The Rt. Rev. Roy F. "Bud" Cederholm Jr., Bishop Suffragan in the Episcopal Diocese of Massachusetts from 2001 until his retirement in 2011, died on Aug. 27 at Benchmark Senior Living at Forge Hill in Franklin, where he had resided since 2021 with Ruth Ann, his wife of 57 years. Cederholm was 79.
In an Aug. 28 announcement, the Rt. Rev. Alan M. Gates, Bishop of the Diocese of Massachusetts, noted that Cederholm was "beloved throughout our diocese and beyond."
"His deep pastoral heart and devotion to congregational life, honed over decades of ministry as a parish priest, continued to characterize his ministry as bishop. Whether supporting clergy and lay leaders, advocating passionately for environmental stewardship or teaching children a new camp song--in countless ways Bishop Bud was a manifestation of the church’s care for God’s people and the world in which we dwell," Gates said.
Cederholm was at heart a teacher and a storytelling kind of preacher. A typical Cederholm Sunday sermon opened with a back-pew-rousing "Good morning, Church!" He brought his guitar along to church gatherings of every kind and loved sharing his love of Jesus through a repertoire of folksy tunes. He was fun-loving and enthusiastic in his enthusiasms; it was not unusual to find him in a t-shirt and shorts leading kids in a line dance during a summer camp session, or fully vested in cope and mitre and being raised in a lift-truck's bucket in order to bless newly installed solar panels on a church roof.
In electing Cederholm as its bishop suffragan on Nov. 4, 2000, the Diocese of Massachusetts chose a native son, a seasoned priest, well-known and respected throughout New England, a leader and servant of the church who knew the diocese well, having spent, at the time of his election, more than half of his ordained ministry in Massachusetts.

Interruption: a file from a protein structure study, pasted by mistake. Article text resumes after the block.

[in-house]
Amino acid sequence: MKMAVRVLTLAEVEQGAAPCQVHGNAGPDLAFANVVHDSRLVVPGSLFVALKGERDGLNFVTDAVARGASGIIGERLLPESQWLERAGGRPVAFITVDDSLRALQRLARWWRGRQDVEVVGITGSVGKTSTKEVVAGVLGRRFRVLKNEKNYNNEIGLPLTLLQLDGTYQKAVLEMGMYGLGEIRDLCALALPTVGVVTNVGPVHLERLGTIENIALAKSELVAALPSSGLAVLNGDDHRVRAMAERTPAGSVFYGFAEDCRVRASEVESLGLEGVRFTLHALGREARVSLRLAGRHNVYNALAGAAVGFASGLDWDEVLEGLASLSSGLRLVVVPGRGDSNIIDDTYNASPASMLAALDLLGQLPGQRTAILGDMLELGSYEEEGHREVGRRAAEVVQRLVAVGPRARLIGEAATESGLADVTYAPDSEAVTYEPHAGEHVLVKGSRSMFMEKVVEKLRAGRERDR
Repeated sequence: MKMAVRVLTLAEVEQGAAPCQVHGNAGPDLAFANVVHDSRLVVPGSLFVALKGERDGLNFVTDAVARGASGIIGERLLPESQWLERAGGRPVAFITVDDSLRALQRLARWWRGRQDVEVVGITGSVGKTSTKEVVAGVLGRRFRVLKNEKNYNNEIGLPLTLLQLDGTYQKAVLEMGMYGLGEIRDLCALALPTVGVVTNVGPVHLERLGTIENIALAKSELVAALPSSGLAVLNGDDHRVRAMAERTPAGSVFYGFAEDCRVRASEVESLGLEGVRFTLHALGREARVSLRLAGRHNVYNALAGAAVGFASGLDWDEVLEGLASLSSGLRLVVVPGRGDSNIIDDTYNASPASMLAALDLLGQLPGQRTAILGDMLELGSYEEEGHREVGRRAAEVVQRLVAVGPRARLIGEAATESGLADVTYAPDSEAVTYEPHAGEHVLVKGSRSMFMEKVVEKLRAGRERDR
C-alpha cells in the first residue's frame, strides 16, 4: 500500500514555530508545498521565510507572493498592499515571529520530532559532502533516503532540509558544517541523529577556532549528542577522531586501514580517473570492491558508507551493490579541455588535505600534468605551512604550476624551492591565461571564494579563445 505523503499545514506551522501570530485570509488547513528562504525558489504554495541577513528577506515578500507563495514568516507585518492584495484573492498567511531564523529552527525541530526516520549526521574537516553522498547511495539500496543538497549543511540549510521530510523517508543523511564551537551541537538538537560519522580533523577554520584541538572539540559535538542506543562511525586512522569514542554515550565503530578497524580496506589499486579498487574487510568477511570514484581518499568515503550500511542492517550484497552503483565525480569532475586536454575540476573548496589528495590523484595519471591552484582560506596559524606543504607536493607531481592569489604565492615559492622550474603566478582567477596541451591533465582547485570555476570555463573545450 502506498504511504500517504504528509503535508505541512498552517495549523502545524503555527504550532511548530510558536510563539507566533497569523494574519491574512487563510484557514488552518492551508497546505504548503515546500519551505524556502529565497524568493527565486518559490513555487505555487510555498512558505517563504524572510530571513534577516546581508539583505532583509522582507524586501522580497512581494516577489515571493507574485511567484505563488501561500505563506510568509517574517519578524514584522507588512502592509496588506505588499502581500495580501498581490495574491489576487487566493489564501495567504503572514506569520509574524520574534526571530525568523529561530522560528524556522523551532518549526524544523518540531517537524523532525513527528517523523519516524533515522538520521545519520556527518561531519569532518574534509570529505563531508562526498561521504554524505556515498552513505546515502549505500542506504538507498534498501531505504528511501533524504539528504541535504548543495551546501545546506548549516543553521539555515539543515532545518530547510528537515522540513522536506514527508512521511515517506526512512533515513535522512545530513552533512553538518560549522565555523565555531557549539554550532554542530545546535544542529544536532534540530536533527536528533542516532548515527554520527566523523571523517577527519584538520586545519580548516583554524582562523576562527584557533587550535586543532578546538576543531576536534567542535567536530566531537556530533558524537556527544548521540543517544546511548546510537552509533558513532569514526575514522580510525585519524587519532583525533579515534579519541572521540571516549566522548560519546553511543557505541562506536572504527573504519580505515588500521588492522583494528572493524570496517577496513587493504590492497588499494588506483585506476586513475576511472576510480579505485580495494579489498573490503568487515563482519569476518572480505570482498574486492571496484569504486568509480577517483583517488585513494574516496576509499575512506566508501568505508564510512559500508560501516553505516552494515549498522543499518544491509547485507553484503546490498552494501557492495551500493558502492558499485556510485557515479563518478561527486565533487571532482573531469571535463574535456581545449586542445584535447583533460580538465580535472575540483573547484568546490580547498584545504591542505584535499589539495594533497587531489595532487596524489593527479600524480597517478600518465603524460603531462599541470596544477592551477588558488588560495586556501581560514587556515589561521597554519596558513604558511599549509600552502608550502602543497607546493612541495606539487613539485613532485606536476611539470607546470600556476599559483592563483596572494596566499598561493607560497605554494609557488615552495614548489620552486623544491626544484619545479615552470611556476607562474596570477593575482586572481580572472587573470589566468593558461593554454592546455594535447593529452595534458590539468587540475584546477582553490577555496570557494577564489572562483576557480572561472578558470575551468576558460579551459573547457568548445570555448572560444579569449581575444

"I am humbled and honored that you would let me be your servant. I hope I have the grace to let you be my servant, too," Cederholm told the clergy and lay delegates gathered for the electing Diocesan Convention at the Cathedral Church of St. Paul in Boston. "I love you all, and I'm ready."
His parting message to the diocese as he prepared to retire in 2011 sounded the same theme: "These past 10 years as bishop have deepened my relationship with Christ and Christ in you. I am humbled by the honor and privilege you have given me in allowing me to be your servant. I have loved being a part of your lives, congregations and spiritual journeys, sharing your joys, sorrows and challenges in serving God's mission to all people and God's creation."